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>> Home >> Dental News - Dental Videos

Diet cola can 'make you fat and rot your teeth'

Placed by : Looking for Dental

MILLIONS of weight-conscious consumers believe it is a healthy choice: low in kilojoules and sugar-free.

But diet cola can make you fat and rot your teeth, according to new research.

A study by consumer group Choice warns drinking artificially sweetened soft drinks can stimulate the appetite, triggering cravings for sweet foods.

Ironically, this can lead to consumers putting on more weight than they would have by drinking regular cola.

"You're more likely to lose weight if you avoid these drinks altogether. Maybe drink water or get your caffeine fix from a cup of coffee," the study says.

And despite having no sugar, diet drinks are not safe for teeth because they contain phosphoric acid or citric acid, which cause tooth enamel to erode.

"It's different from decay, but can be just as bad for your teeth," the report warns.

A can of regular Coca-Cola contains about eight teaspoons of sugar and 675kj.

A can of Diet Coke has less than 10kj, but contains artificial sweeteners, stimulates appetite and increases cravings for sweet foods.

Diet colas usually contain at least two sweeteners that can be many hundreds of times sweeter than sugar.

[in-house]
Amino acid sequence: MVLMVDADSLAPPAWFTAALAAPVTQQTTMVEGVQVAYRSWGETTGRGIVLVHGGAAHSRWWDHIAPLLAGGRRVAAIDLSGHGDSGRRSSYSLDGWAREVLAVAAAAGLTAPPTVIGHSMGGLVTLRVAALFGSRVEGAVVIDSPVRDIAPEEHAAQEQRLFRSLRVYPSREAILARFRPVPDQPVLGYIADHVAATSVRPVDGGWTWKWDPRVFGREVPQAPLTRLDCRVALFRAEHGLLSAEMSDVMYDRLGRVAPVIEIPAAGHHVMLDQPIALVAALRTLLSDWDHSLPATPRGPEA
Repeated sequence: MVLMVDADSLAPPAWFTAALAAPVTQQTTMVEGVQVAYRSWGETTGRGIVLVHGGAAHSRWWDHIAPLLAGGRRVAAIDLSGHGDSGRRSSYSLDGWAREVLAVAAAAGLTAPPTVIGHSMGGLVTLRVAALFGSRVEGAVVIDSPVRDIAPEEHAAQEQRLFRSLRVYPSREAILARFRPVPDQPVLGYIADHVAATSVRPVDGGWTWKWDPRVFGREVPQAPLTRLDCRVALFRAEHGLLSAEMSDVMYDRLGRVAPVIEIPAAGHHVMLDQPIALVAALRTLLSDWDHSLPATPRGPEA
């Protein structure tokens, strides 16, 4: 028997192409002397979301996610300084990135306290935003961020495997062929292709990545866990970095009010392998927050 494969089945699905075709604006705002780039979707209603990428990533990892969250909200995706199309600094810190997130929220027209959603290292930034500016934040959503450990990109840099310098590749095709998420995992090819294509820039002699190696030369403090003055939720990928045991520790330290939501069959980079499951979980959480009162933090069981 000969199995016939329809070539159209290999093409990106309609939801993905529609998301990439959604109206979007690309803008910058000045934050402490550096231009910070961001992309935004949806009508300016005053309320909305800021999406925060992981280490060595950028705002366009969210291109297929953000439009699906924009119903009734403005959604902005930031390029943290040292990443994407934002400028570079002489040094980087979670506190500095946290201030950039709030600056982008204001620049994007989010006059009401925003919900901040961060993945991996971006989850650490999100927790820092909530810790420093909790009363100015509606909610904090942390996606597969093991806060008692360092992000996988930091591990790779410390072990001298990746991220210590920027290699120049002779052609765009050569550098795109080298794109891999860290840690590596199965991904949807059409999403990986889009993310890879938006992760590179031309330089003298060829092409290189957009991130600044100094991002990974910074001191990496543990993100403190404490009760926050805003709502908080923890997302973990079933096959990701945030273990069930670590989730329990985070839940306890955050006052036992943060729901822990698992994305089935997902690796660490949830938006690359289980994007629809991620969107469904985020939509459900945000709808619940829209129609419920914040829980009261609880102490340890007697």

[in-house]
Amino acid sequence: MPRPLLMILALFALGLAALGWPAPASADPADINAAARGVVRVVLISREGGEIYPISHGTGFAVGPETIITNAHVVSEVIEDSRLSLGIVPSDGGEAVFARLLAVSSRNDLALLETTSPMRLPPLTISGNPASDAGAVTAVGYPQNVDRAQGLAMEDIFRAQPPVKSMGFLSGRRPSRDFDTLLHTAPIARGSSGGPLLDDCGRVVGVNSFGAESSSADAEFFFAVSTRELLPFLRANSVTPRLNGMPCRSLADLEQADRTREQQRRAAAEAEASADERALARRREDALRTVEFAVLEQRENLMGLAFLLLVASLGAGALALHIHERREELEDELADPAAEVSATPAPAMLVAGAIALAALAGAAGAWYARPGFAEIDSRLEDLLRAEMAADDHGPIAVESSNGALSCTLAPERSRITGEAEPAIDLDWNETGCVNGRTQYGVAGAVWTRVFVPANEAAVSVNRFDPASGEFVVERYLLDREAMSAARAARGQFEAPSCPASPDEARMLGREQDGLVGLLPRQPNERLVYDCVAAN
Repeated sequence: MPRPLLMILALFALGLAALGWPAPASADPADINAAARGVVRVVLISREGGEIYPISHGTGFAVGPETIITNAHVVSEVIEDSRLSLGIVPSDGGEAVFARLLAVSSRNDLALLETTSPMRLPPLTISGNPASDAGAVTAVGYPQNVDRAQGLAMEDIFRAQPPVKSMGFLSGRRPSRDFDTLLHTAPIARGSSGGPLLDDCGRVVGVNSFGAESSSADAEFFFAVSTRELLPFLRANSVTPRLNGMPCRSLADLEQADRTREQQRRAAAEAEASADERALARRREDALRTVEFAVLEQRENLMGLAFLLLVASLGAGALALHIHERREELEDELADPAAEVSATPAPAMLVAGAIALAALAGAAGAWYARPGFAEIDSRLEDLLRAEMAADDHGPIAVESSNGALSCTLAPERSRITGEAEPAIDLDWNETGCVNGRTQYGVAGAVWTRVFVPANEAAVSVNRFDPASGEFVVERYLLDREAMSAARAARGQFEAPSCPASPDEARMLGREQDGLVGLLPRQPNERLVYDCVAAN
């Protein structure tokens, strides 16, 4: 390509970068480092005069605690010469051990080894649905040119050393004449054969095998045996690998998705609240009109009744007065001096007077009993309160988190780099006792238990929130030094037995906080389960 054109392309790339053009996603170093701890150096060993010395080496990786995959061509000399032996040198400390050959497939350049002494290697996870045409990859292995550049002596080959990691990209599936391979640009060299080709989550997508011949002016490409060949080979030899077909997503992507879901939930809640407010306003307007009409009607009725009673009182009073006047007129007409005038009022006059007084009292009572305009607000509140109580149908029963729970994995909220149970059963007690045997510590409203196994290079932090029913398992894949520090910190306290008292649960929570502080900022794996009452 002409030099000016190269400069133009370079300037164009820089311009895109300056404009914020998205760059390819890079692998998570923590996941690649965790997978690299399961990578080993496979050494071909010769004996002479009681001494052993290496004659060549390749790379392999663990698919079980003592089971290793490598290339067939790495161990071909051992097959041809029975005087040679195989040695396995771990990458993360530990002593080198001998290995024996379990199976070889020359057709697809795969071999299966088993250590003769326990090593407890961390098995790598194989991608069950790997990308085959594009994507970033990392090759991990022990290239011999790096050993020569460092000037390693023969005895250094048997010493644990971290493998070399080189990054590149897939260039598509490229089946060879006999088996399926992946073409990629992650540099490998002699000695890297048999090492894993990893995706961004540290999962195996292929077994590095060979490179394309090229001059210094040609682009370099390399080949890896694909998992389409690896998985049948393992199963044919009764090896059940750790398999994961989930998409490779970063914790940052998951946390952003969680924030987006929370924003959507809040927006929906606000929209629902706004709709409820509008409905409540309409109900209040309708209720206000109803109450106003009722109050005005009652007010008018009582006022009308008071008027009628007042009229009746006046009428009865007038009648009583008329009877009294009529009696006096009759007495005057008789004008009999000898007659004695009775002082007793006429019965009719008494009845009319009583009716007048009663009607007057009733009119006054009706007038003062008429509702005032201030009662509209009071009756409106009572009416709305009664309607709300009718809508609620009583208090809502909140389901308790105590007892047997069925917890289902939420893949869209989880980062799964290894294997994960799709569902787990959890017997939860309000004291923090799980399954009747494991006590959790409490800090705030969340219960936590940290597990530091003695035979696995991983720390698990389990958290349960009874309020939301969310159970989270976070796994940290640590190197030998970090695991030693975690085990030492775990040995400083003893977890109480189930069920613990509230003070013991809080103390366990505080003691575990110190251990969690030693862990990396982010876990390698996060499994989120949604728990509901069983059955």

These can be identified by the code numbers on labels: acesulphame potassium (950), aspartame (951), cyclamate (952), saccharin (954) and sucralose (955).

Some have been linked to increased risk of cancer in rats.

The study, called Diet Cola Myths, also raised concerns about children exceeding the acceptable daily intake (ADI) of the sweetener cyclamate.

"The ADI is the 'safe' level recommended by scientific experts. There's a substantial safety margin and consuming more than the ADI over a short period isn't necessarily a health risk, but on a regular basis there might be cause for concern," the study states.

Cyclamate was banned in some countries until the mid-1990s after a study found it increased the risk of bladder cancer in rats.

Subsequent research has found no conclusive evidence that it poses a risk to humans.

Experts agree the cancer risks of artificial sweeteners are low, especially when balanced against the risks of being overweight, but they do recommend limiting consumption of foods and drinks containing sweeteners.

"Diet cola might not be as helpful in the fight against flab as you'd think, kids risk overdosing on the artificial sweeteners, and it's still harmful for your teeth," the report says.

To establish whether big-name diet colas like Diet Coke and Pepsi Max taste better than cheaper alternatives, Choice conducted a blind taste-test among 277 Sydney shoppers.

Rival brands included generics such as Black & Gold, Australia's Choice, Home Brand and You'll Love Coles.

Tasters were unable to differentiate between the 11 drinks.

No single brand tasted better or worse than average, even among label-conscious groups such as those aged 18 and under.

But big brands are more popular because of their advertising power.

Coca-Cola Amatil spent more than $18 million just on promoting Coke Zero last year, according to Choice.


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